After The Kiss, by Karen Ranney

>> Friday, May 16, 2003

A February read: After the Kiss (excerpt), by Karen Ranney.

It all began innocently enough.

Margaret is a proper widow, living penuriously and quietly in the Downs until she is forced to sell one of three scandalous books she discovered. Michael is the Earl of Moncrief, forced by circumstances and a profligate family to marry for money. When the two meet, the attraction is mutual and alarming for both of them.

Add a mystery involving the lurid Journals of Augustin X, a meddling mother, three sisters looking for husbands, a starchy, disapproving butler, and the plot is complete. Except, of course, for the bargain that Michael proposes, After the Kiss.

This was a B. An interesting book, but it had some sylistic problems that made me enjoy it less. The main problem was similar to the one I had with Jamie Denton's Sleeping With The Enemy: dialogues too drawn out, with too much internal monologue and description in between, which made it impossible to easily follow who said what and in response to what.

Another stylistic problem was that, to change POV in the middle of a scene, the author would insert a break (leave a little blank space, which IMO usually indicates a change of scene or of location). Maybe that's more "correct" than headhopping, but I much prefer the latter. Every time I ran into a break I'd mentally prepare myself for another scene, and had to bring myself back when I realized we were in the same place, just inside someone else's head.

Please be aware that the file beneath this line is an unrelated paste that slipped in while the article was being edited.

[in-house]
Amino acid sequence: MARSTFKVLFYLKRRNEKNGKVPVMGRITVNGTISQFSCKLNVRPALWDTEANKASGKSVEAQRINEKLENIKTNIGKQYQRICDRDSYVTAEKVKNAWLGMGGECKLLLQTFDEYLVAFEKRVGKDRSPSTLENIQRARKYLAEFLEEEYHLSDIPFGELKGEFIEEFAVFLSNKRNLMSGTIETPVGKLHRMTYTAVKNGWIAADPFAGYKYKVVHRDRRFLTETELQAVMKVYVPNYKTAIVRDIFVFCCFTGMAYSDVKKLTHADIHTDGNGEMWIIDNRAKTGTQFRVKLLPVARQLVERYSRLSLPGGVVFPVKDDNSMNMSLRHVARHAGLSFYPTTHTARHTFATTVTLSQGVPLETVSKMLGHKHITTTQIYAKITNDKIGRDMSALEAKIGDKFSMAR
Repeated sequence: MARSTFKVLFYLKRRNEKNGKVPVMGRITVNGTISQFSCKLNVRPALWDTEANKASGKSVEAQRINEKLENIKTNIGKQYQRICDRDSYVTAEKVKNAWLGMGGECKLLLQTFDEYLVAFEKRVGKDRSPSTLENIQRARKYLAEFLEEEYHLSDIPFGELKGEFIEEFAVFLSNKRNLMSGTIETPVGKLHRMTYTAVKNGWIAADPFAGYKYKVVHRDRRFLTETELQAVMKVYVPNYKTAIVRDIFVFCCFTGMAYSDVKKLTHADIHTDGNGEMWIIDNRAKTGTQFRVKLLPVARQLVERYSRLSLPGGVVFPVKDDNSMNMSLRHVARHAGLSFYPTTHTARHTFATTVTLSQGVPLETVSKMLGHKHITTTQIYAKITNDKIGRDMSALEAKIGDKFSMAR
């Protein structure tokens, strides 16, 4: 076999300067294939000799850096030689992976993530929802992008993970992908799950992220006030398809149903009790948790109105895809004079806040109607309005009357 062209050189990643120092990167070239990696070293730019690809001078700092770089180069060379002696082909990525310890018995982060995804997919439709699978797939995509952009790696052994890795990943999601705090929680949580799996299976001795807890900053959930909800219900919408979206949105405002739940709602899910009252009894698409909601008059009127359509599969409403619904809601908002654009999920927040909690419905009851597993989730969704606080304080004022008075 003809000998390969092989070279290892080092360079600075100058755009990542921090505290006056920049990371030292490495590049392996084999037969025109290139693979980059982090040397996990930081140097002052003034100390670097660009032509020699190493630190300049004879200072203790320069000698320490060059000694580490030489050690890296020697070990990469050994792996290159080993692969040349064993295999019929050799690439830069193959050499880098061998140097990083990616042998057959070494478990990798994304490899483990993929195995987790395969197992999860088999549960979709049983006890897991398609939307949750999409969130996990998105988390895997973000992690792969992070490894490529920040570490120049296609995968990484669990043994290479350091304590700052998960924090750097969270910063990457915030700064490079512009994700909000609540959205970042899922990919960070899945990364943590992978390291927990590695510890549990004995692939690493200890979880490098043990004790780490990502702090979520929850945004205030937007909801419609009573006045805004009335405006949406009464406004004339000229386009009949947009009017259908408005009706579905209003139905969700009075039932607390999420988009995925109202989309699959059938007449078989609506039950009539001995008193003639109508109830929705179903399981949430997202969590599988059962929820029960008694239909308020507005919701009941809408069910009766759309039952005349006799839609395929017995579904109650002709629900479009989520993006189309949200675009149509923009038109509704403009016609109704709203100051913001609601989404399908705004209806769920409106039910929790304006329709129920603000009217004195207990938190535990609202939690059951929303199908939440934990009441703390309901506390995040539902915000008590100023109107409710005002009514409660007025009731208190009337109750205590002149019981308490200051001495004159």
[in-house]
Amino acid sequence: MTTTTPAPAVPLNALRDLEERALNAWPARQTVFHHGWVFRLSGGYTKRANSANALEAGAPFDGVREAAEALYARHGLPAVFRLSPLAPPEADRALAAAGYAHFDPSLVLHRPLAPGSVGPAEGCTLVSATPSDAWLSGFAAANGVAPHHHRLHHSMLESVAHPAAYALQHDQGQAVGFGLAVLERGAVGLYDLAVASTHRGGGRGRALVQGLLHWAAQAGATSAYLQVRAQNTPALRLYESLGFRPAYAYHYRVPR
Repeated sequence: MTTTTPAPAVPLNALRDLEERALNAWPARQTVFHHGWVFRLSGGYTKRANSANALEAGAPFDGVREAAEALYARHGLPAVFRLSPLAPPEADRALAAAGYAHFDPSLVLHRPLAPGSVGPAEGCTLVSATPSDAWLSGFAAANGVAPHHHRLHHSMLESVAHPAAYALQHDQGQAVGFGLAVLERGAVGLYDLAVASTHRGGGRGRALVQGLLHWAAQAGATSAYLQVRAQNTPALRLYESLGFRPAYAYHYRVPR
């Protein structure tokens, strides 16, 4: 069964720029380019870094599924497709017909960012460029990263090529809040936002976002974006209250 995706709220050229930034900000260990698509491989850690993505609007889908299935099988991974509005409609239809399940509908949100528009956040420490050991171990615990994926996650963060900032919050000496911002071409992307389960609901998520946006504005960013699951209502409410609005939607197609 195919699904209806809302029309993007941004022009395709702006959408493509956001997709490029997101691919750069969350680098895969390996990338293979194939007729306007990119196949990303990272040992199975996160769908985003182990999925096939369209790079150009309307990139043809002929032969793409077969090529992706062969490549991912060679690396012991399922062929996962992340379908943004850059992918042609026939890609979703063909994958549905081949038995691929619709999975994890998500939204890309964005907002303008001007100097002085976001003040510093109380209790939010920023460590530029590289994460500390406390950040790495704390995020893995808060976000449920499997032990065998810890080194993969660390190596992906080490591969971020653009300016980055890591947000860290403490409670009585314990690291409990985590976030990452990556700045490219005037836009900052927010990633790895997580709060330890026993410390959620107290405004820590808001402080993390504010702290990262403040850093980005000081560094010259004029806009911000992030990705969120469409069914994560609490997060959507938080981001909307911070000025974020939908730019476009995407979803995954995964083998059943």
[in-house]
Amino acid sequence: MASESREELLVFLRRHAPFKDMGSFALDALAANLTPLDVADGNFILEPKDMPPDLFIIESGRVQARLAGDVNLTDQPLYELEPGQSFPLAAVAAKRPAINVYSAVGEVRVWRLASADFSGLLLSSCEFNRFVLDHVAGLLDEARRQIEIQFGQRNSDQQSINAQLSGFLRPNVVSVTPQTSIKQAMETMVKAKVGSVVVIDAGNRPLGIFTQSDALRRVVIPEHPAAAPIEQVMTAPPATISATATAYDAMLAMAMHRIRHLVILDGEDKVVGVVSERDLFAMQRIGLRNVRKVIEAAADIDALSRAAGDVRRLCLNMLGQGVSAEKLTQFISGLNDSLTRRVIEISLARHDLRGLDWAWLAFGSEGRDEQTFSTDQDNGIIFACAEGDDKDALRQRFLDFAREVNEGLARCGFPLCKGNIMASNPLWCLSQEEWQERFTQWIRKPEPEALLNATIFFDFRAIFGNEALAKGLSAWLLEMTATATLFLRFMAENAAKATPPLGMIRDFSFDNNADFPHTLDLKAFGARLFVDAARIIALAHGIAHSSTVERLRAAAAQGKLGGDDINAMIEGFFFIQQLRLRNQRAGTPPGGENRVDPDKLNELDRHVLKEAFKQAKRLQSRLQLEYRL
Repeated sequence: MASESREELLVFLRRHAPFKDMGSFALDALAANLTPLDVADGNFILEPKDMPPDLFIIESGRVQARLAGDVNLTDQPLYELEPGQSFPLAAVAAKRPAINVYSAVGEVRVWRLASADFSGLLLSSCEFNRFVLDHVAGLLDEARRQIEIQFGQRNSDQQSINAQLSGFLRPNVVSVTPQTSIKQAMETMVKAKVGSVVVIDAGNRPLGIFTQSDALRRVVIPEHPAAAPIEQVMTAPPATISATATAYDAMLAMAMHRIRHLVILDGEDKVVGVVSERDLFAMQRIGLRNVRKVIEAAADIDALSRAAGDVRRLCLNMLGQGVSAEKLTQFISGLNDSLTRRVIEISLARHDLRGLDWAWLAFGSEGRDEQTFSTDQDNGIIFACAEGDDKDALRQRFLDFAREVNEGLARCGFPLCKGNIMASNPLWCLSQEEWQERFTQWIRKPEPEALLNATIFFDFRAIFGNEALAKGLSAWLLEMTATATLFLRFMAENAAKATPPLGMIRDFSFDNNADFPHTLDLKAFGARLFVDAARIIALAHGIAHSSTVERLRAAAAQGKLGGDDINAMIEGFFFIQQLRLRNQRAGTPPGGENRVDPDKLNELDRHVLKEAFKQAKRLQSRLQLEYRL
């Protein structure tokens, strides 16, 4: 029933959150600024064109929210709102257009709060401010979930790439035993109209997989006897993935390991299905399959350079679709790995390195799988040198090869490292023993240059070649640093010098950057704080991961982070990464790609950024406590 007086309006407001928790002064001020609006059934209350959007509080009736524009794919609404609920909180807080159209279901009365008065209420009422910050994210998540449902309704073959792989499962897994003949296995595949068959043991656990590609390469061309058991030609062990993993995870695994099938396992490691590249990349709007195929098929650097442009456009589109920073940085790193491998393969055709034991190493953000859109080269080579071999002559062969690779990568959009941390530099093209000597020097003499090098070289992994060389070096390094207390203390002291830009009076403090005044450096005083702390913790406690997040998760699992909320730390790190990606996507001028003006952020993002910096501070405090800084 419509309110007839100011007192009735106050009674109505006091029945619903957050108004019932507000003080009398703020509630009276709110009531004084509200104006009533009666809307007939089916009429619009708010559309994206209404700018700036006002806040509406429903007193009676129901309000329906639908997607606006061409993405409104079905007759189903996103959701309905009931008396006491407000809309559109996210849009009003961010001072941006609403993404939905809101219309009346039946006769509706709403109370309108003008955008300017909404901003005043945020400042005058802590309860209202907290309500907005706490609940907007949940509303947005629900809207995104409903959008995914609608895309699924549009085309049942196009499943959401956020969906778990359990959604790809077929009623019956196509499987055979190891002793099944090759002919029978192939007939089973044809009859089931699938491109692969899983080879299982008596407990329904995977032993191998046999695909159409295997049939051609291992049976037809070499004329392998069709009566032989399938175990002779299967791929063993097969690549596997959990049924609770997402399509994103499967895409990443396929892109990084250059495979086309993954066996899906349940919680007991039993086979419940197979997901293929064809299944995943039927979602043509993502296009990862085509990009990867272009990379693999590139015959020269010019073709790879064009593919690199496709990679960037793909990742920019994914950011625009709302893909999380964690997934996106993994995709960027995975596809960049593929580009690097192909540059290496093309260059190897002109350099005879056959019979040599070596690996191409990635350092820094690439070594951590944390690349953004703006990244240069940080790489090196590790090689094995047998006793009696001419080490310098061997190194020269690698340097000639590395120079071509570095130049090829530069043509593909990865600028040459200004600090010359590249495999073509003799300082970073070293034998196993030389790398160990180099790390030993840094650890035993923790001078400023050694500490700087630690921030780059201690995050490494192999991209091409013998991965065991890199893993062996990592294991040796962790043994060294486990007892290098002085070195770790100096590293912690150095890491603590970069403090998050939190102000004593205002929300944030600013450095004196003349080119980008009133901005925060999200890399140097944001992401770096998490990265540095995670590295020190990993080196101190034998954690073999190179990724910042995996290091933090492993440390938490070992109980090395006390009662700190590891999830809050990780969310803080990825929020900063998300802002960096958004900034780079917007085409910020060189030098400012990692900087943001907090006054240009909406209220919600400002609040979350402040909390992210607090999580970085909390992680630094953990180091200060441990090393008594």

I felt the book had way too many love scenes, and that they were too long (never thought I'd complain of that!) They were quite sensuous, but I ended up skimming them.

Apart from all that, I liked the story and the characters. I especially enjoyed how Michael finally decided to put his mother in her place and stop her from spending the money she didn't have. I usually don't get it when people in romance novels decide they have to marry a wealthy man / heiress, just so that their relatives can continue living in opulent luxury (not just comfortably, mind you. These people need to live in a huge mansion, with 248 servants and buy 68 ball gowns per season, so the heroine / hero has to sacrifice so that they can). Anyway, the road Michael took would be much more sensible. Just learn to live within your means!!

Post a Comment

Blog template by

Back to TOP